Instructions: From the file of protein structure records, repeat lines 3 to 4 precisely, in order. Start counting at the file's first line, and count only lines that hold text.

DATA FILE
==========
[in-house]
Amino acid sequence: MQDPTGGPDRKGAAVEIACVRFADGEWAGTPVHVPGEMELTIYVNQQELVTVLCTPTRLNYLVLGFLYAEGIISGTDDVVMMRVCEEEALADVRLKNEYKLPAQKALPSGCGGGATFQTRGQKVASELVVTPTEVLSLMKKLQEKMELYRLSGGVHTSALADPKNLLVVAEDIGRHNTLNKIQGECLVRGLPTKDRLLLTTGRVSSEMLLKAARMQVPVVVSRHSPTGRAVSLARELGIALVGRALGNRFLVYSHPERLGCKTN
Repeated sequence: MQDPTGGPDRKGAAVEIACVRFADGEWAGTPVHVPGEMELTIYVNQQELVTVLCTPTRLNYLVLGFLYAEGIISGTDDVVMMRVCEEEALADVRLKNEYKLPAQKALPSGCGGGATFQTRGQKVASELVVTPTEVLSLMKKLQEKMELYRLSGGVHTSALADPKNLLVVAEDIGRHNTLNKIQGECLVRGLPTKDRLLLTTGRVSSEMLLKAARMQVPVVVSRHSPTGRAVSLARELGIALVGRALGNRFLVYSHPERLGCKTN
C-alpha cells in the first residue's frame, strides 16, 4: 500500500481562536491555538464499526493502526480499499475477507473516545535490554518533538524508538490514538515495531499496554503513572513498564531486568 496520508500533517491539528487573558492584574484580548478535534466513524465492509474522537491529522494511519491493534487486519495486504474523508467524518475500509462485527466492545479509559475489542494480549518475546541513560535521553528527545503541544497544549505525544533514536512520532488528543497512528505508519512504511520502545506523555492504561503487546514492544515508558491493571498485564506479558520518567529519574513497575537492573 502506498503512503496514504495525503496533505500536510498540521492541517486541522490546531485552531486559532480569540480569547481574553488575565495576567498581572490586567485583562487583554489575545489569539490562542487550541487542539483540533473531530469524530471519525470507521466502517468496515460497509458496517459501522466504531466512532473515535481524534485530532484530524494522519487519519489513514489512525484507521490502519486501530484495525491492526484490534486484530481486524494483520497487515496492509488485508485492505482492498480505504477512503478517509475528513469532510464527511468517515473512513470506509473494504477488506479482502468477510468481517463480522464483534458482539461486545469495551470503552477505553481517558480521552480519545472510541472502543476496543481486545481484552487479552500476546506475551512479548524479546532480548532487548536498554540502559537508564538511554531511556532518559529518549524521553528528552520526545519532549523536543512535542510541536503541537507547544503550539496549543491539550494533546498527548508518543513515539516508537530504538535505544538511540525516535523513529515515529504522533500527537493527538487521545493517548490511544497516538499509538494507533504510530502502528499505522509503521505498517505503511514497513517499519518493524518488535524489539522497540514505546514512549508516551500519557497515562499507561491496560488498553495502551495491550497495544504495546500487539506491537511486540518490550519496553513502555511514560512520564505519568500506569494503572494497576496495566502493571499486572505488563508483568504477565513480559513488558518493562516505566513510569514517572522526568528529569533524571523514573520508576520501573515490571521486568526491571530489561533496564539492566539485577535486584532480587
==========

Repeated sequence: MQDPTGGPDRKGAAVEIACVRFADGEWAGTPVHVPGEMELTIYVNQQELVTVLCTPTRLNYLVLGFLYAEGIISGTDDVVMMRVCEEEALADVRLKNEYKLPAQKALPSGCGGGATFQTRGQKVASELVVTPTEVLSLMKKLQEKMELYRLSGGVHTSALADPKNLLVVAEDIGRHNTLNKIQGECLVRGLPTKDRLLLTTGRVSSEMLLKAARMQVPVVVSRHSPTGRAVSLARELGIALVGRALGNRFLVYSHPERLGCKTN
C-alpha cells in the first residue's frame, strides 16, 4: 500500500481562536491555538464499526493502526480499499475477507473516545535490554518533538524508538490514538515495531499496554503513572513498564531486568 496520508500533517491539528487573558492584574484580548478535534466513524465492509474522537491529522494511519491493534487486519495486504474523508467524518475500509462485527466492545479509559475489542494480549518475546541513560535521553528527545503541544497544549505525544533514536512520532488528543497512528505508519512504511520502545506523555492504561503487546514492544515508558491493571498485564506479558520518567529519574513497575537492573 502506498503512503496514504495525503496533505500536510498540521492541517486541522490546531485552531486559532480569540480569547481574553488575565495576567498581572490586567485583562487583554489575545489569539490562542487550541487542539483540533473531530469524530471519525470507521466502517468496515460497509458496517459501522466504531466512532473515535481524534485530532484530524494522519487519519489513514489512525484507521490502519486501530484495525491492526484490534486484530481486524494483520497487515496492509488485508485492505482492498480505504477512503478517509475528513469532510464527511468517515473512513470506509473494504477488506479482502468477510468481517463480522464483534458482539461486545469495551470503552477505553481517558480521552480519545472510541472502543476496543481486545481484552487479552500476546506475551512479548524479546532480548532487548536498554540502559537508564538511554531511556532518559529518549524521553528528552520526545519532549523536543512535542510541536503541537507547544503550539496549543491539550494533546498527548508518543513515539516508537530504538535505544538511540525516535523513529515515529504522533500527537493527538487521545493517548490511544497516538499509538494507533504510530502502528499505522509503521505498517505503511514497513517499519518493524518488535524489539522497540514505546514512549508516551500519557497515562499507561491496560488498553495502551495491550497495544504495546500487539506491537511486540518490550519496553513502555511514560512520564505519568500506569494503572494497576496495566502493571499486572505488563508483568504477565513480559513488558518493562516505566513510569514517572522526568528529569533524571523514573520508576520501573515490571521486568526491571530489561533496564539492566539485577535486584532480587